When You Say You Need Training, You Really Mean Performance

When You Say You Need Training, You Really Mean Performance

I used to think that when managers asked me to design a training program, they wanted a good training program.  Based on my experience, what managers are REALLY asking for isperformance.  Since there are so many more pieces to performance than just training, I have to be very clear with them on the limited scope of training, and educate them on what all has to be considered for performance.   That is a MUCH bigger scope.  And, dear manager, you also have some responsibility in improving performance.

Training is generally needed when something is new, or when there is a gap in knowledge or skill.  I can design an awesome training program based on measurable performance objectives, and ensure that in class I can see the attendees performing the skills listed in the objectives.  I can give them job aids to help them repeat it back at their desks (or wherever they need to perform the skill).  If I have observed them performing the skill, but, they don’t perform the skill at their desk, is this a training problem?  No, it is not.  More training won’t solve the performance problem.

Performance Support Partners - need right tools

Performance is more than training.   It is dependent on many things beyond knowledge and skill.  For example, in the book Analyzing Performance Problems by Robert F. Mager and Peter Pipe several pieces to the performance pie beyond training are:

  • Measurement:  How do you know the staff member is performing the task correctly? How is performance being measured?
  • Feedback: Are staff members getting feedback on what they are doing well and what needs done to accomplish the desired result?
  • Conditions: Do they have the tools, resources, time, and authority to do their job?  If they don’t have the right tools, it is like peeling an apple with a fork.  Yes, you can do it, but it is frustrating and inefficient.   Do they need expert resources that aren’t available?  Do they have the time available?
  • Incentive/motivation: Are we rewarding the correct behavior?  Is the reward for good work more work (incorrect reward)?
  • Capacity: Do they have the latent ability, strength or talent?   Do they have the right mix of strengths to be successful in the job?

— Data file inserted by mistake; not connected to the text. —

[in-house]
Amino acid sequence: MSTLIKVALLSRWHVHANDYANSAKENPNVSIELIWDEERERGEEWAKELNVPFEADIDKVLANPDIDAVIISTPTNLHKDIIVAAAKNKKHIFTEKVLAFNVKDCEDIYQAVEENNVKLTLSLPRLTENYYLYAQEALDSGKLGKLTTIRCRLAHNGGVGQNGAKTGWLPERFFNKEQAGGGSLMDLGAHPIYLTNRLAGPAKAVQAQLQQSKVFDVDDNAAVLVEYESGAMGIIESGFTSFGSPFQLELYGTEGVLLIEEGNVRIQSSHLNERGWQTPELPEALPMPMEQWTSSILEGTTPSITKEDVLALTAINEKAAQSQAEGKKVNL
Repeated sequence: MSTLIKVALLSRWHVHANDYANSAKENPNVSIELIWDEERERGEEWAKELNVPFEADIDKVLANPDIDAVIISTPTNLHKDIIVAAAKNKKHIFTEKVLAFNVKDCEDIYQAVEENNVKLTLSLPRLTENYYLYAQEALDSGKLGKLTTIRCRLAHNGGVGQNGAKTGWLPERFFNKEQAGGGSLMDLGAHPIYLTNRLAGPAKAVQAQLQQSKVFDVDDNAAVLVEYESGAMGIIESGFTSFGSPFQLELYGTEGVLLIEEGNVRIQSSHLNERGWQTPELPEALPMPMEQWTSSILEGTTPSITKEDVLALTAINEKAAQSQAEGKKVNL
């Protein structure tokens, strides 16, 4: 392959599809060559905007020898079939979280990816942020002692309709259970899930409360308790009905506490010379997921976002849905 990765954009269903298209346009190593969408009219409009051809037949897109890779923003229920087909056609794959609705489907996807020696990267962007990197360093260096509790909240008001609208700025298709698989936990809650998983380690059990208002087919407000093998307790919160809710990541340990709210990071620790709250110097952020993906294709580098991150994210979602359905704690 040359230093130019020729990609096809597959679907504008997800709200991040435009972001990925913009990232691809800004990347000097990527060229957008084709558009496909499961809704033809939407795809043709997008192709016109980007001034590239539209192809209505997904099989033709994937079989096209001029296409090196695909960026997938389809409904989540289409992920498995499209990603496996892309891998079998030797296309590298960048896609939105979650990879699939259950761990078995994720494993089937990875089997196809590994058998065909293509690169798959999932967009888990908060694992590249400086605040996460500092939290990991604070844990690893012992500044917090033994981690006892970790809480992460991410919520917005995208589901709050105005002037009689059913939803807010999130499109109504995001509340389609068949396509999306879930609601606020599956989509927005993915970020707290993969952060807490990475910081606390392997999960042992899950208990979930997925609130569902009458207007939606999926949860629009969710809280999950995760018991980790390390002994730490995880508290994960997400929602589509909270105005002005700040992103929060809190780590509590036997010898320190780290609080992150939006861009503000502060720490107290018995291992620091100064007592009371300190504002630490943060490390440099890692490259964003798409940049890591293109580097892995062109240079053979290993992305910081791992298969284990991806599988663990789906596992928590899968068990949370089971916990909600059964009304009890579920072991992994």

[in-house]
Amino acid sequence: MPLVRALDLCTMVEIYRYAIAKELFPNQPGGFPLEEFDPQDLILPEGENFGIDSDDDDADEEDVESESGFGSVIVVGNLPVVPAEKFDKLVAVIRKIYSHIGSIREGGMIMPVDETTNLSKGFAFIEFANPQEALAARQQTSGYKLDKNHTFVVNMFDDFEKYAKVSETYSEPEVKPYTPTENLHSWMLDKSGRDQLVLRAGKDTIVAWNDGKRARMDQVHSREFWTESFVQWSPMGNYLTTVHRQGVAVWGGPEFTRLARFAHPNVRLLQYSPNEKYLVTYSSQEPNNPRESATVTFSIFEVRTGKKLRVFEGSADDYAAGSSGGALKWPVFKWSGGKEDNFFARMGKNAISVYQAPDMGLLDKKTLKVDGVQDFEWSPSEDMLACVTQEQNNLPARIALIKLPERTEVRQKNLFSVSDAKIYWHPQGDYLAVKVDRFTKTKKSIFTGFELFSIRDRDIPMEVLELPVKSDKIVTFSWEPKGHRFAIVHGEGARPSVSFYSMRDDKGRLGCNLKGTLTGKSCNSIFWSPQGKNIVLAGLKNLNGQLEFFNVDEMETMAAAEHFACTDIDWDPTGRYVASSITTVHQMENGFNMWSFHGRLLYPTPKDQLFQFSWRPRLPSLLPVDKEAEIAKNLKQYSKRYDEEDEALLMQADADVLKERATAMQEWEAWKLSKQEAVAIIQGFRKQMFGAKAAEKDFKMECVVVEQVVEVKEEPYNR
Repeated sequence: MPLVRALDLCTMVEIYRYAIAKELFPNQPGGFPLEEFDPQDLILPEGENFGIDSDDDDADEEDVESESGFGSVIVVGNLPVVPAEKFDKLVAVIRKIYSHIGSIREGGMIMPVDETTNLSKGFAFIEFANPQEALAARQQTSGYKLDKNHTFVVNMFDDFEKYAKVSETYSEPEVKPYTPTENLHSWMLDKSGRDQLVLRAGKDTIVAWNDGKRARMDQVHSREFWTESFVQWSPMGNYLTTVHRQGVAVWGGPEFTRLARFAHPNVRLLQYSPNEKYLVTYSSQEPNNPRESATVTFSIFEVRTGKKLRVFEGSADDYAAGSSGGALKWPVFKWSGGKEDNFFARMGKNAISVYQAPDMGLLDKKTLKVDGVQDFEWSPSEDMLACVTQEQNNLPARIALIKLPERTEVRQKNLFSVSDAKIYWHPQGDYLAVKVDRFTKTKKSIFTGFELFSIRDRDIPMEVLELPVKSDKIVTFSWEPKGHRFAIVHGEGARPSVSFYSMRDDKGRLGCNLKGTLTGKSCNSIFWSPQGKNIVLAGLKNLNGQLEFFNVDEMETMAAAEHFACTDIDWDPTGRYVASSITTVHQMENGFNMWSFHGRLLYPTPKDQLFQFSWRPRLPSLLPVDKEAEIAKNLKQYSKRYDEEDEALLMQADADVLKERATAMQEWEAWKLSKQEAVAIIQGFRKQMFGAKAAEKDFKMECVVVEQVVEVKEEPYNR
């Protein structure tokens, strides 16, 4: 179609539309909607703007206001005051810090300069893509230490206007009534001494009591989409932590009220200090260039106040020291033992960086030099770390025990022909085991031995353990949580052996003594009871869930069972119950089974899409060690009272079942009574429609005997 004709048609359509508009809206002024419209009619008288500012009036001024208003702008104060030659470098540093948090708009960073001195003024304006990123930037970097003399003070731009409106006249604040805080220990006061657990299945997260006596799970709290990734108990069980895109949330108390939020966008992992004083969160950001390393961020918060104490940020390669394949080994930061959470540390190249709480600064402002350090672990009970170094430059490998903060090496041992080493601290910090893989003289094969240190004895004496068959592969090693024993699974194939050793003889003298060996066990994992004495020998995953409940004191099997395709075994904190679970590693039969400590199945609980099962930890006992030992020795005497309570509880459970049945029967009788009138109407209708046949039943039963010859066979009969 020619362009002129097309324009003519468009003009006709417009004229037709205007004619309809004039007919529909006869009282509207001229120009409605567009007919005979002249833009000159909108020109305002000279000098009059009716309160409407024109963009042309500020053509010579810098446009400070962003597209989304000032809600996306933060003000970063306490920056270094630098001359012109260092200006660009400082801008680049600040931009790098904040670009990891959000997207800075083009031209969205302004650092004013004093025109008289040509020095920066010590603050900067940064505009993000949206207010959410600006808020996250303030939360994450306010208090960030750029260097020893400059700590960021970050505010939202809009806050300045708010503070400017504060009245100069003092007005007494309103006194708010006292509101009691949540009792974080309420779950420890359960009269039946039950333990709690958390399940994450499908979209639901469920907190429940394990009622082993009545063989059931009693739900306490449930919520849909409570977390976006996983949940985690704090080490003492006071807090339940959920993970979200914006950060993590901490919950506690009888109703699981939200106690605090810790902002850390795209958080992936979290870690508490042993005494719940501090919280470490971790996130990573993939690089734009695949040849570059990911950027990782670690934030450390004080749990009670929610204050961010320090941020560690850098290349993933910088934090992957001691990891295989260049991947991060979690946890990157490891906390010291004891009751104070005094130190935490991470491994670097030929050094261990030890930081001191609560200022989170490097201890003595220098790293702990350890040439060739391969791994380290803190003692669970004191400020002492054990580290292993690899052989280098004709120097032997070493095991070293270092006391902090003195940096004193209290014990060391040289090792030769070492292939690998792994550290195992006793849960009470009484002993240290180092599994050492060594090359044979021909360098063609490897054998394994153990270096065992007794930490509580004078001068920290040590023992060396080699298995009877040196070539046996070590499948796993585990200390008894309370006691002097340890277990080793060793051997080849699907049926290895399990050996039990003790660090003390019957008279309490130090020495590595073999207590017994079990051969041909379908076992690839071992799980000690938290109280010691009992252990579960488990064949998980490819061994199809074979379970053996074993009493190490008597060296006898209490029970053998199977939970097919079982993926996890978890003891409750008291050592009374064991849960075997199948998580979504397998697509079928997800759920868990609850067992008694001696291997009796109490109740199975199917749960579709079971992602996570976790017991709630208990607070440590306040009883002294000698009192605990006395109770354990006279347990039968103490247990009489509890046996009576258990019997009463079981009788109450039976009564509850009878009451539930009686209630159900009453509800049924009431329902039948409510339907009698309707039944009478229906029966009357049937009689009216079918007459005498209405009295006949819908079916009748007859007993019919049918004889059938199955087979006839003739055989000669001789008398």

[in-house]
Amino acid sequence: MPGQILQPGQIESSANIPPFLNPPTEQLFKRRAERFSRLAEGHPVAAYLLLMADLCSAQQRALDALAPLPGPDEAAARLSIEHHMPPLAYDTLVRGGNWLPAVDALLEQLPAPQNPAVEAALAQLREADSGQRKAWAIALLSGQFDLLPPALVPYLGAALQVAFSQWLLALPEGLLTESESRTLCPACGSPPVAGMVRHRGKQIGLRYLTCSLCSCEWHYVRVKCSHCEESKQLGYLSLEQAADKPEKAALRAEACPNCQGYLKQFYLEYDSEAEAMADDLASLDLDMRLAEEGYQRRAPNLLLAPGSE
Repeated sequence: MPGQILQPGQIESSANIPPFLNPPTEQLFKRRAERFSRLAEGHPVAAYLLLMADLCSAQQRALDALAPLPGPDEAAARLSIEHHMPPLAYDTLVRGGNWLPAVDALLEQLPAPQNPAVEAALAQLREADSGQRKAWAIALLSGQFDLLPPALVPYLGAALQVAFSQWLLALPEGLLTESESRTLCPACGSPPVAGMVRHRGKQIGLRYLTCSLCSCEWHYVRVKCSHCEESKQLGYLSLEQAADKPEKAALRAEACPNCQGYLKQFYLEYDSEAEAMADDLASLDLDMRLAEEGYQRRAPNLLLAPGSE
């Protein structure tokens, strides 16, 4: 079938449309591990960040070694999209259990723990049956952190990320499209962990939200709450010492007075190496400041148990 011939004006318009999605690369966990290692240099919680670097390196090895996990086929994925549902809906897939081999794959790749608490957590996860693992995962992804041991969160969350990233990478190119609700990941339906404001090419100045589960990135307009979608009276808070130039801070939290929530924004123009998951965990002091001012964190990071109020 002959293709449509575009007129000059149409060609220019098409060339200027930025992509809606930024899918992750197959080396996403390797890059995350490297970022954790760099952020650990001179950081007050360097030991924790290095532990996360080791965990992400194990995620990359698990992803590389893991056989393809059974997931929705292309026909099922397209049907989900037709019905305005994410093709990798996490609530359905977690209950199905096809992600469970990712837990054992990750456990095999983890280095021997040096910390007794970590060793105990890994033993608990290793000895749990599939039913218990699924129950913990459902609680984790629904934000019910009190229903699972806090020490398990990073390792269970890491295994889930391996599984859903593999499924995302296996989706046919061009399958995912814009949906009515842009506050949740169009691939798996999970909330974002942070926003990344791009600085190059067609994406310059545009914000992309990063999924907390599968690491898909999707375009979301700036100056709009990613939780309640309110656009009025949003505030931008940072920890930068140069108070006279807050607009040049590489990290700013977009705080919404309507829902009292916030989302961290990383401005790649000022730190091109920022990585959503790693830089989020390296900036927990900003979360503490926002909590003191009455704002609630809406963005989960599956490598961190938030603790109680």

• Standards: What does required performance look like?  Are expectations clear?

Now, there is more I would add to this list.  But, the point here is that training is a solution to a performance problem only when there is a gap in knowledge or skill.  The litmus test to find out if it is a training issue or whether it is another issue like motivation, ask this question:

If their life depended on it, could they do it?   If the answer is yes, then it might be amotivation problem, or another piece of the performance pie, but it isn’t a training problem.

How can you tell what kind of problem it is?  An excellent tool to help you is theperformance analysis flowchart by Robert Mager that I have used for years.  You can find more tools at Robert Mager’s organization, The Center for Effective Performance‘s web site.

For example, I was hired to design and deliver training in how to use a new software system to support a business process.  In class the attendees practiced and were observed completing the performance objectives agreed upon prior to class with my client successfully.  They were provided a job aid to help them through the steps and procedures back at their desk.  I considered the training successful.

Performance Support Partners - Software TrainingThe only problem was they weren’t even logging in to the software back at their desks.  My client felt the training was not successful.  Jumping to that conclusion is my personal pet peeve.  They knew what to do, they just weren’t doing it.

My observations were that expectationsweren’t clear.

  • Prior to training, managers should inform staff why they are to attend the training andwhat’s in it for them. In this case, it did not occur.
  • Managers should set clear expectations as to what the staff members should do immediately after the training.  In this case, employees were still waiting to be told when it was okay to begin.

If you think your staff isn’t performing well, don’t just conclude that “they need more training.”  Take a look at the big picture of what performance encompasses.  Training is only a small part.  In future articles, I will also talk about coaching,  implementation and how they affect performance.

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